Secretly aimed at achieving the wholesale release of jail prisoners.

Jail officials say they are “meeting CDC guidelines” and “remain in complete compliance with the narrow preliminary injunction” that was issued by U.S. District Judge Matthew Kennelly.

Sarah Grady, an attorney representing the inmates who filed the lawsuit released a statement.

“We are confident that the Court’s preliminary injunction order will be affirmed on appeal. We also find it unfortunate that the Sheriff is spending limited resources on fighting the injunction, rather than taking care to comply with the order, which is designed to protect detainees’ lives.”

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SHERIFF TOM DART SLOW WALKS COVID-19 DEATH SENTENCE

“It has become apparent that plaintiffs’ counsel has been singularly focused on categorial release at all costs—arguably pursuing a political decarceration policy through misuse of the legal process in the middle of a pandemic,” attorneys for the sheriff’s office argued in a 28-page brief filed late Monday.

As of yesterday, according to the office, the virus had sickened 534 detainees and killed seven.

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STATEVILLE F-HOUSE: Where You’re F’d

After Juan Rodriguez tested positive for COVID-19 last week at Stateville Correctional Center.

He told his wife that guards moved him to a cell inside Stateville’s notorious F-House, which officials closed in 2016 citing health and safety concerns.

The water in the sink runs yellow-brown and Rodriguez was not given any cleaning supplies for the mold on the walls, his wife Dominika Rodriguez said. He used a bar of soap he had purchased at the prison commissary to clean it himself.

“COVID-19 is an upper respiratory illness, but they’re moving sick people to a cell house with mold?” Dominika Rodriguez said in an interview with Injustice Watch. “No human should be in there.”

The Illinois Department of Corrections reopened the controversial housing unit, known as the “roundhouse,” on May 5 and is now quarantining about 70 men at F-House who have either tested positive for COVID-19, are awaiting test results, or who work in the facility, according to a department spokeswoman.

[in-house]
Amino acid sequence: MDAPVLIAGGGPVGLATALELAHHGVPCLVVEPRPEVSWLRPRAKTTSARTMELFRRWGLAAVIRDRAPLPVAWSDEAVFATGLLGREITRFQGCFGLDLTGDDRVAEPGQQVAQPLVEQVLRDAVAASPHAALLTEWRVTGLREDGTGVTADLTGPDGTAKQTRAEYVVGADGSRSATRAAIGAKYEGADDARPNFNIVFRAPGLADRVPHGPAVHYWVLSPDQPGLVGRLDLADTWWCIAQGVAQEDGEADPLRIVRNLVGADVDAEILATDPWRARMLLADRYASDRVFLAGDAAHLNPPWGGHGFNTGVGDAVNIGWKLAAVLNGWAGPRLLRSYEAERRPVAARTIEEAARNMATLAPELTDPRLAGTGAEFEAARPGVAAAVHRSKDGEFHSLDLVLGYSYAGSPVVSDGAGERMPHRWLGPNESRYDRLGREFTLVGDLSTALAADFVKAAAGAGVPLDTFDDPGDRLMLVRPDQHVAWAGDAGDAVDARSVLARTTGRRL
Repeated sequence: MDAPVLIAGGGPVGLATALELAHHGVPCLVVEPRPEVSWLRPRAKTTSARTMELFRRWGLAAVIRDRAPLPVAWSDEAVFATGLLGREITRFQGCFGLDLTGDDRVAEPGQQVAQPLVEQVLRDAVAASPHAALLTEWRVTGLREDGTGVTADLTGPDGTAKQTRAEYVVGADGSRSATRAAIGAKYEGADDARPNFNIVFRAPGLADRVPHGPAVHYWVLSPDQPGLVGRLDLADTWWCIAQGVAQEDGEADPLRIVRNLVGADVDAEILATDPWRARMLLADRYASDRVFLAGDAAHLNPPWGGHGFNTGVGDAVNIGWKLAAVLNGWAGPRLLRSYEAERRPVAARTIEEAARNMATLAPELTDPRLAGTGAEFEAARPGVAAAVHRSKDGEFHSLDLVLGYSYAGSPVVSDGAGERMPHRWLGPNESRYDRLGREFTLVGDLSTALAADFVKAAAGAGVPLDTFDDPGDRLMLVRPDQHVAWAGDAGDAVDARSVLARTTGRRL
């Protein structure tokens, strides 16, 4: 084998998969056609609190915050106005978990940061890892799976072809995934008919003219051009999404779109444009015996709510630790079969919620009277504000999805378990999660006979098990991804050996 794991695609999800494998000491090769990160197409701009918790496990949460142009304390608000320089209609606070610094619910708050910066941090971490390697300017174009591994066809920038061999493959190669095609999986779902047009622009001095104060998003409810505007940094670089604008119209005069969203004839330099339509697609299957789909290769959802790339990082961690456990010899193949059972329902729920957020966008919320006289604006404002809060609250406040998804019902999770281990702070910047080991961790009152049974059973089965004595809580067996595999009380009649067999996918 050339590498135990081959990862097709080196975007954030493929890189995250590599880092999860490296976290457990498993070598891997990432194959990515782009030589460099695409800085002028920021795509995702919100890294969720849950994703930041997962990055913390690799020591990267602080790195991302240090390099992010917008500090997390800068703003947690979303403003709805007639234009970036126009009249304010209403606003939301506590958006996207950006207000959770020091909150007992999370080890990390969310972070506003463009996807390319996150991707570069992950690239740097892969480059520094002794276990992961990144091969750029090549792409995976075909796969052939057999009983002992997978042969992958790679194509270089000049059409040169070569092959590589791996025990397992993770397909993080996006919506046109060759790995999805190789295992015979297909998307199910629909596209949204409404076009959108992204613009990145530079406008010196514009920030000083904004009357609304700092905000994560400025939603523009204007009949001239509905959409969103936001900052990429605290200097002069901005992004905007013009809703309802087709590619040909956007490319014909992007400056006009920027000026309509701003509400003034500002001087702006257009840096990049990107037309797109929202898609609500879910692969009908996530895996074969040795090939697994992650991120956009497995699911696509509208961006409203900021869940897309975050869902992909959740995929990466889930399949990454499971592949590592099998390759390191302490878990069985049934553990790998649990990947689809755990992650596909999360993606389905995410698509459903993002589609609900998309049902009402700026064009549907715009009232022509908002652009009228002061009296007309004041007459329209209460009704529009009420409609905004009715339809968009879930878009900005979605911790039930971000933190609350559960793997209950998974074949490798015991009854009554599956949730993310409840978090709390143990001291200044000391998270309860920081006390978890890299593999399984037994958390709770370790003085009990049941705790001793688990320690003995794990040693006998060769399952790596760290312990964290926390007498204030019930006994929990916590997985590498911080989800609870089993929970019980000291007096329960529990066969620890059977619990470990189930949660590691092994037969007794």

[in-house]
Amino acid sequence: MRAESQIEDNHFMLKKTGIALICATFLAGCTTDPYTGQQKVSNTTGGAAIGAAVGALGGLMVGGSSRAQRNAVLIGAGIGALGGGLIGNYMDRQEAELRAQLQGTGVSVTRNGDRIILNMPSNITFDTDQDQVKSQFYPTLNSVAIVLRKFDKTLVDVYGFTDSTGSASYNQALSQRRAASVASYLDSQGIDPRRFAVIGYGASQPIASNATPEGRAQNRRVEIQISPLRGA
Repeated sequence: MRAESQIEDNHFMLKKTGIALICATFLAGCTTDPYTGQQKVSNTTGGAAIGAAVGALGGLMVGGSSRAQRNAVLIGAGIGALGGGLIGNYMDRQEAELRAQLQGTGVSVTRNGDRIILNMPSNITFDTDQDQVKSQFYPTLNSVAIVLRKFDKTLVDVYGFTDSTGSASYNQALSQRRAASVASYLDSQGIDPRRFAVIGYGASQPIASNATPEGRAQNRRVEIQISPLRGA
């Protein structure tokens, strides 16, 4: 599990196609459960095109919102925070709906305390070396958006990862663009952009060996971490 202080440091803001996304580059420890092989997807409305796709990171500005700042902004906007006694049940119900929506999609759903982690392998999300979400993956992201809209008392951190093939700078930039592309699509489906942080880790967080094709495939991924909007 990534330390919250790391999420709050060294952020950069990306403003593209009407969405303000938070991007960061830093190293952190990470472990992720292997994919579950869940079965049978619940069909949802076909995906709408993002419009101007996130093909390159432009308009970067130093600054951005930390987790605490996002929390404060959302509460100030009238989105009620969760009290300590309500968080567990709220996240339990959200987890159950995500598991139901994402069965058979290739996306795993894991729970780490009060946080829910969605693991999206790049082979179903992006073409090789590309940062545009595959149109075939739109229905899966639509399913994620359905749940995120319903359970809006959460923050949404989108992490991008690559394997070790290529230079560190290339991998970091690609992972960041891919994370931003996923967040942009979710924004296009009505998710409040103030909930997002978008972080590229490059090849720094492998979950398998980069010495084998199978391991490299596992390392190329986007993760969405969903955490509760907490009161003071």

Stateville is both the agency’s most crowded prison and the epicenter of its COVID-19 crisis.

The department reported that 150 inmates and 75 staff had tested positive for the virus as of Monday, more than at any other Illinois prison.

Twelve incarcerated people at Stateville have died from the virus.

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WHO GETS CALLED ESSENTIAL

Nobody calls Correctional Officers “Essential.” How convenient.

A Cook County correctional officer has died of apparent COVID-19-related complications. Officer Antoine Jones died Sunday after being diagnosed with coronavirus.

He was 51.

According to his family, Jones was a diabetic and was in the hospital for weeks battling the virus. He eventually suffered from cardiac arrest.

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THE PERCENTAGE OF BETRAYAL: Fewer Than 2%

Illinois has tested fewer than 2% of inmates for COVID-19.

Thousands have been quarantined across multiple facilities because of potential exposure and 11 have died, according to information released by the Illinois Department of Corrections.

This low level of testing has raised alarm among advocates and lawmakers.

They say it makes it difficult, if not impossible, to understand the true picture of the outbreak in Illinois prisons and respond to it appropriately. That includes taking steps to contain the outbreak and limit its spread into the communities where prisons are located, which are oftentimes rural and may have limited hospital capacity.

About 186 inmates and 160 staff members had tested positive for COVID-19 according as of Friday, according to IDOC’s website. Of those individuals, the vast majority have recovered: 119 staff and 146 inmates.